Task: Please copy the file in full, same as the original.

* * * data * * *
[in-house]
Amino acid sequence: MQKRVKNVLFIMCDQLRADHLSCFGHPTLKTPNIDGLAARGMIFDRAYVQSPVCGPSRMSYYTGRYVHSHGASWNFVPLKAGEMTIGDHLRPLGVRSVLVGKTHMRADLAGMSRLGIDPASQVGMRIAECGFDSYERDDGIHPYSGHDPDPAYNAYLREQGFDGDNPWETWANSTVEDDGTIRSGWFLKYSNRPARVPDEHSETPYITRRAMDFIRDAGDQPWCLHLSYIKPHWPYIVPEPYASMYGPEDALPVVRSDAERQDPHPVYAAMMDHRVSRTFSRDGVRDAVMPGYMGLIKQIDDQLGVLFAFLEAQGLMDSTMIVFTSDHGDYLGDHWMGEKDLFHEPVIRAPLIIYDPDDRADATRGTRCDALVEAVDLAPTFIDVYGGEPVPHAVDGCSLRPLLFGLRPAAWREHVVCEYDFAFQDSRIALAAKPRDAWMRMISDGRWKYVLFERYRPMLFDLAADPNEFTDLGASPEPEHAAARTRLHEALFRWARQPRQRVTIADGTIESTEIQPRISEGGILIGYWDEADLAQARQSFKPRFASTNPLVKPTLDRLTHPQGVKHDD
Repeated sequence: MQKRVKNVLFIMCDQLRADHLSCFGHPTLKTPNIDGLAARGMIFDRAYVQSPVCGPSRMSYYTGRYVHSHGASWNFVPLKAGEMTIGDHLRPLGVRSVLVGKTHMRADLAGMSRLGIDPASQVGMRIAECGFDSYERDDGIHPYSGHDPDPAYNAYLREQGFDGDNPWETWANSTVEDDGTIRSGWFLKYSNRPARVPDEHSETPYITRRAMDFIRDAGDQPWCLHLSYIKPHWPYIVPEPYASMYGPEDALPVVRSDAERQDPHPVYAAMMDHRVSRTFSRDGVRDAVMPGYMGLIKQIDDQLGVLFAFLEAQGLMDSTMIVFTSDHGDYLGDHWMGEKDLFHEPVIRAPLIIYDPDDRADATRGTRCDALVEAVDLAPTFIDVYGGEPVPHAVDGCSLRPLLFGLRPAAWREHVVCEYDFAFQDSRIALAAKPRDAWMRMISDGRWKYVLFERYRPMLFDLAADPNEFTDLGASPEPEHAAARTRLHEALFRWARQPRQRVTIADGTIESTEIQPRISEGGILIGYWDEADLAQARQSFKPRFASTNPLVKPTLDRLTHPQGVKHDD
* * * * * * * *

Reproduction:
[in-house]
Amino acid sequence: MQKRVKNVLFIMCDQLRADHLSCFGHPTLKTPNIDGLAARGMIFDRAYVQSPVCGPSRMSYYTGRYVHSHGASWNFVPLKAGEMTIGDHLRPLGVRSVLVGKTHMRADLAGMSRLGIDPASQVGMRIAECGFDSYERDDGIHPYSGHDPDPAYNAYLREQGFDGDNPWETWANSTVEDDGTIRSGWFLKYSNRPARVPDEHSETPYITRRAMDFIRDAGDQPWCLHLSYIKPHWPYIVPEPYASMYGPEDALPVVRSDAERQDPHPVYAAMMDHRVSRTFSRDGVRDAVMPGYMGLIKQIDDQLGVLFAFLEAQGLMDSTMIVFTSDHGDYLGDHWMGEKDLFHEPVIRAPLIIYDPDDRADATRGTRCDALVEAVDLAPTFIDVYGGEPVPHAVDGCSLRPLLFGLRPAAWREHVVCEYDFAFQDSRIALAAKPRDAWMRMISDGRWKYVLFERYRPMLFDLAADPNEFTDLGASPEPEHAAARTRLHEALFRWARQPRQRVTIADGTIESTEIQPRISEGGILIGYWDEADLAQARQSFKPRFASTNPLVKPTLDRLTHPQGVKHDD
Repeated sequence: MQKRVKNVLFIMCDQLRADHLSCFGHPTLKTPNIDGLAARGMIFDRAYVQSPVCGPSRMSYYTGRYVHSHGASWNFVPLKAGEMTIGDHLRPLGVRSVLVGKTHMRADLAGMSRLGIDPASQVGMRIAECGFDSYERDDGIHPYSGHDPDPAYNAYLREQGFDGDNPWETWANSTVEDDGTIRSGWFLKYSNRPARVPDEHSETPYITRRAMDFIRDAGDQPWCLHLSYIKPHWPYIVPEPYASMYGPEDALPVVRSDAERQDPHPVYAAMMDHRVSRTFSRDGVRDAVMPGYMGLIKQIDDQLGVLFAFLEAQGLMDSTMIVFTSDHGDYLGDHWMGEKDLFHEPVIRAPLIIYDPDDRADATRGTRCDALVEAVDLAPTFIDVYGGEPVPHAVDGCSLRPLLFGLRPAAWREHVVCEYDFAFQDSRIALAAKPRDAWMRMISDGRWKYVLFERYRPMLFDLAADPNEFTDLGASPEPEHAAARTRLHEALFRWARQPRQRVTIADGTIESTEIQPRISEGGILIGYWDEADLAQARQSFKPRFASTNPLVKPTLDRLTHPQGVKHDD